In 2007, I wrote a book titled God and Country: America in Red and Blue. It explored a question that had preoccupied me for years: how do religiously inculcated world-views affect our political behaviors? I was–and remain–convinced that a number of ostensibly secular policy positions are (consciously or unconsciously) rooted in religious ways of seeing the world.
In order to examine the religious roots of America’s cultural and policy divisions, I needed to do a lot of research. I was–and am– far from well-versed about my own tradition, which is Judaism, and I knew little or nothing of the 2000-plus Christian denominations in the U.S., or how religious beliefs affect socialization. Writing the book required a “deep dive,” and I remain very grateful to Christian friends–including a couple of clergy members (you guys know who you are!)– who patiently read drafts and checked my conclusions.
Those conclusions are detailed in the book (which is still available) and it is not my intent to recite them here. I share the fact of that rather extensive research because it is the background with which I approached a recent column by John Pavlovitz and a New York Times guest essay about America’s rapidly growing secularism.
Pavlovitz is a writer, pastor, and activist from North Carolina, and a favorite among my Facebook friends, who share his posts rather frequently. He’s what I consider a “real” Christian (granted, deciding who is “real” is pretty arrogant coming from a non-Christian…). This column was titled “How You Know if You Have the Wrong Religion,” and what struck me was that his message–with which I entirely agreed– addressed the longstanding divide between faith and works. (Traditional Christian denominations are typically concerned with belief; Judaism prioritizes works.)
Growing up and later ministering in the Church, the elemental heart of spiritual community was the stated or implicit sense that we alone had cracked the God code; that we’d figured out what every other faith tradition (and many communities within our tradition) had not. Evangelism was less about sharing God’s love with the world around us but about getting the world to be as enlightened as we were by completely agreeing with us.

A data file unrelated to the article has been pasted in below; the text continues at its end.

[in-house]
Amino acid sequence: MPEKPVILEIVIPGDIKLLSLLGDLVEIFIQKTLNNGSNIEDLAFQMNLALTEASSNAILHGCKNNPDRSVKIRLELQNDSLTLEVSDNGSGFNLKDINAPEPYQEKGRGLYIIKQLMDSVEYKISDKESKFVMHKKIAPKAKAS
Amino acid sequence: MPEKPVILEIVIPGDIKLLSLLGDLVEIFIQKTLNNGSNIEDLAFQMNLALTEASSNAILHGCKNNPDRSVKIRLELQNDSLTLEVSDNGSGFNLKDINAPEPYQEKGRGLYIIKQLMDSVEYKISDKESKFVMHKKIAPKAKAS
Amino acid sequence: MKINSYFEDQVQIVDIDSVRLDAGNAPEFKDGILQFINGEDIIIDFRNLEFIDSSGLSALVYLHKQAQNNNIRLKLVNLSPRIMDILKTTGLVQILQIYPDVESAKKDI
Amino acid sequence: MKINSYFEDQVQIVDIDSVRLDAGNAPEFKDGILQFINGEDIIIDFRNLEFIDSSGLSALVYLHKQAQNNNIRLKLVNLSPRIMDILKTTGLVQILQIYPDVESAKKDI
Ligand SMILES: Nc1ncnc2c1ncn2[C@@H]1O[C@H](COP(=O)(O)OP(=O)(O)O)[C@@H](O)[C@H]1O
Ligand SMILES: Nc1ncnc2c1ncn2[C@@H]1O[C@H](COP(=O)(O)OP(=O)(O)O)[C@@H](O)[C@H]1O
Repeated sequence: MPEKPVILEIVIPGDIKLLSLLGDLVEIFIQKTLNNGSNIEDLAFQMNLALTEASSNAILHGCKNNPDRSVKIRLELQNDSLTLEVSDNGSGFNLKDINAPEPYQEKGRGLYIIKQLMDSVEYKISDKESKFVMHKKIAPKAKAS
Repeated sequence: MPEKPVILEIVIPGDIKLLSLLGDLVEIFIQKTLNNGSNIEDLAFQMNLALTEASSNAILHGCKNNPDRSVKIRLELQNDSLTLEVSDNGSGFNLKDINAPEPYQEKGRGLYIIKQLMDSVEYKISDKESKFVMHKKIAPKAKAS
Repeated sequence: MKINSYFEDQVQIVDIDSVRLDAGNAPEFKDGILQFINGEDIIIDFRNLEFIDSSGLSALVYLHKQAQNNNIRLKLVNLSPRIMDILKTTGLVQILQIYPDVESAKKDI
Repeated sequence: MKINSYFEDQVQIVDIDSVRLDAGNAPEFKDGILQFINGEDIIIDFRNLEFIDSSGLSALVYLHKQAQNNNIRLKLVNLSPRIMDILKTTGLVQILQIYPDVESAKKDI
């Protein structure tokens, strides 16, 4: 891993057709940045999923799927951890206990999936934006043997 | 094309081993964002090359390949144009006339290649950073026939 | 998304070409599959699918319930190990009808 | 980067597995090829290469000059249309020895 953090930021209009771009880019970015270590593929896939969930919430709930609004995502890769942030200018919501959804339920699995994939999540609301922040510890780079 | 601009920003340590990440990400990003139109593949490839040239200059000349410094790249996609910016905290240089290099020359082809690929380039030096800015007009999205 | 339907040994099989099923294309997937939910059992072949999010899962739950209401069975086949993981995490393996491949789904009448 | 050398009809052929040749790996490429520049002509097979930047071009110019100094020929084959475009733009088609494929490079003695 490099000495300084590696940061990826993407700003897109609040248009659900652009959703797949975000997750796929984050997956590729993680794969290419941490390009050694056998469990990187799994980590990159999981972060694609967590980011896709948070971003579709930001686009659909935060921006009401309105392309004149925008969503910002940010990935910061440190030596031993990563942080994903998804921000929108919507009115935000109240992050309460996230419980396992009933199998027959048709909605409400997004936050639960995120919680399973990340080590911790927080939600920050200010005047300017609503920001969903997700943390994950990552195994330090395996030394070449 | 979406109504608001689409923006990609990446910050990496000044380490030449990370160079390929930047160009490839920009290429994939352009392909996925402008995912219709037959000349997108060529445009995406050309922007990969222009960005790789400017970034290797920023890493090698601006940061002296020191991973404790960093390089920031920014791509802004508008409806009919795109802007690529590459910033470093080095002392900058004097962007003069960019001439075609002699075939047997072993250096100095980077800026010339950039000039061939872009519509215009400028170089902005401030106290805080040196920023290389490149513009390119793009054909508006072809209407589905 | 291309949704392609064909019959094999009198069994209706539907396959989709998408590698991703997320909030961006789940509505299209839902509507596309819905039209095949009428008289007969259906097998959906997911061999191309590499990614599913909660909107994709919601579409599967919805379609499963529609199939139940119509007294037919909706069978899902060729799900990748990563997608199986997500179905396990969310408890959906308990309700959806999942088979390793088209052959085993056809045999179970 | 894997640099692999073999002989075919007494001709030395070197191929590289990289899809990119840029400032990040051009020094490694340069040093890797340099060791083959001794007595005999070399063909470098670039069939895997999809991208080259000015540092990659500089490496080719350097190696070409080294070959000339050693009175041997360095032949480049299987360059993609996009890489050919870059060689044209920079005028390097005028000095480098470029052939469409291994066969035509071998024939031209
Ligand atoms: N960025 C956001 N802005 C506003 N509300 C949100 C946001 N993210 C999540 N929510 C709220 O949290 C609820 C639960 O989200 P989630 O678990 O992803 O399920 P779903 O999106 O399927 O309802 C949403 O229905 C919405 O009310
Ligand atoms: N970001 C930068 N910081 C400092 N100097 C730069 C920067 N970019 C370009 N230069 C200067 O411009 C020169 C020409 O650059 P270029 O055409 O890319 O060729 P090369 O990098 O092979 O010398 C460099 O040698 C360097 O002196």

Believing the right thing was everything. The world was sharply divided between the saved and the damned and the greatest imaginable sin was to reject that idea. And it wasn’t enough to believe in God, you had to believe in the correct God, adopt the correct doctrine, and pray the correct prayers—or else your sincerity or judgment (not to mention, your eternal destination) were questioned.
Pavlovitz isn’t the only critic of those ostentatiously pious believers whose faith never quite translates into good works or even loving-kindness. There’s significant research suggesting that the growing exodus from churches and organized religion is a reaction to precisely that form of religiosity.
And that brings me to a New York Times guest essay by a Baptist pastor who is also a college professor. After charting the steady decline in American religiosity since 1988, he reports
Today, scholars are finding that by almost any metric they use to measure religiosity, younger generations are much more secular than their parents or grandparents. In responses to survey questions, over 40 percent of the youngest Americans claim no religious affiliation, and just a quarter say they attend religious services weekly or more.
The partisan implication of that statistic, which he duly notes, is a reduction of support for the Republican Party, which is heavily dependent upon religiously observant Christians, including but not limited to Evangelicals. As he also points out, however, Democrats will have to balance policy priorities “between the concerns of the politically liberal Nones and the more traditional social positions espoused by groups like Black and mainline Protestants.”
Whatever the partisan consequences, Christians like Pavlovitz are offering a way forward that would significantly reduce today’s religious tribalism–and ultimately, redefine what counts as genuinely religious.
If you claim to be a “God and Country “Bible-believing Evangelical,” great. But if you have contempt for immigrants or bristle at white privilege or oppose safeguards in a pandemic, your Christianity is ineffectual at best and at worst, it’s toxic. You might want to rethink something.
If you believe because you prayed a magic prayer to accept Jesus at summer camp when you were 13, that you can inflict any kind of adult damage to the people and the world around you and you’ll still be golden, while gentle, loving, benevolent atheists and Muslims go to hell—you’re doing religion wrong.
So many of America’s problems stem from “doing religion wrong”…